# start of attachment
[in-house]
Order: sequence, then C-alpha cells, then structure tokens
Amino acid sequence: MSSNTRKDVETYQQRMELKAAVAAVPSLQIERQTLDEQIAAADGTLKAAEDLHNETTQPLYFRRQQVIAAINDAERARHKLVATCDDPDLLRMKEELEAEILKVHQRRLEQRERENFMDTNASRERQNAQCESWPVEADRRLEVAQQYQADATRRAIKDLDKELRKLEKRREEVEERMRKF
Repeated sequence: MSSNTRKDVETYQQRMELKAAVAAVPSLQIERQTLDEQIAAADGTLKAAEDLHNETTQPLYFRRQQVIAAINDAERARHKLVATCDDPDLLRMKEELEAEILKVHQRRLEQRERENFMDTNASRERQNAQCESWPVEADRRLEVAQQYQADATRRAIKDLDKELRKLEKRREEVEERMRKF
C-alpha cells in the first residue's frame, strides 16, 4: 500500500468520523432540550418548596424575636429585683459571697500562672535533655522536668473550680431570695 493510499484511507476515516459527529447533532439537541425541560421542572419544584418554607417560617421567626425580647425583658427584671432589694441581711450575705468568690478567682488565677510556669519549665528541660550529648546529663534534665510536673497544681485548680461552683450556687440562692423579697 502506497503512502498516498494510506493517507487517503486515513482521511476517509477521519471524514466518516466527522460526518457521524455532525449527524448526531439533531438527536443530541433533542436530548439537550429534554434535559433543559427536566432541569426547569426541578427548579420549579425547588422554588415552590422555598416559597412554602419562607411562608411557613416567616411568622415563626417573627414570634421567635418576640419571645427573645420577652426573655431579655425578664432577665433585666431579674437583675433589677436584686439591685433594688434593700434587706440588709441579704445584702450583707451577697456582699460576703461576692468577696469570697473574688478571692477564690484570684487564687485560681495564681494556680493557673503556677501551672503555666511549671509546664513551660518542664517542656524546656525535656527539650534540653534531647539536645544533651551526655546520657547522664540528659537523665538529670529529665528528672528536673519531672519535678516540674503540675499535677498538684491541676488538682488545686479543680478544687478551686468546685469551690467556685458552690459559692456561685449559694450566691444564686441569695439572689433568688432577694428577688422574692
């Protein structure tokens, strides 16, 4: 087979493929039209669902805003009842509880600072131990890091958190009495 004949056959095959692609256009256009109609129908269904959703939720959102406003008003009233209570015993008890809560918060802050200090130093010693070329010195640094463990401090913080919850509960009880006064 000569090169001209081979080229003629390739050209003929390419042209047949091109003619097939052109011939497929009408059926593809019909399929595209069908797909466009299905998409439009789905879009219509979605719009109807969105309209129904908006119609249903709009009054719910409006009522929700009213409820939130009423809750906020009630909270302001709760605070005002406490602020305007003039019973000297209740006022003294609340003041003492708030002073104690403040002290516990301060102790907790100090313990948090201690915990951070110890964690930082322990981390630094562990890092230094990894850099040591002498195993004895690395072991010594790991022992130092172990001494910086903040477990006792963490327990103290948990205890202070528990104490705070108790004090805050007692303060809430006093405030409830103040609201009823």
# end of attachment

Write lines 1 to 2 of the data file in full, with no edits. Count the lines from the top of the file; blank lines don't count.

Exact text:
[in-house]
Order: sequence, then C-alpha cells, then structure tokens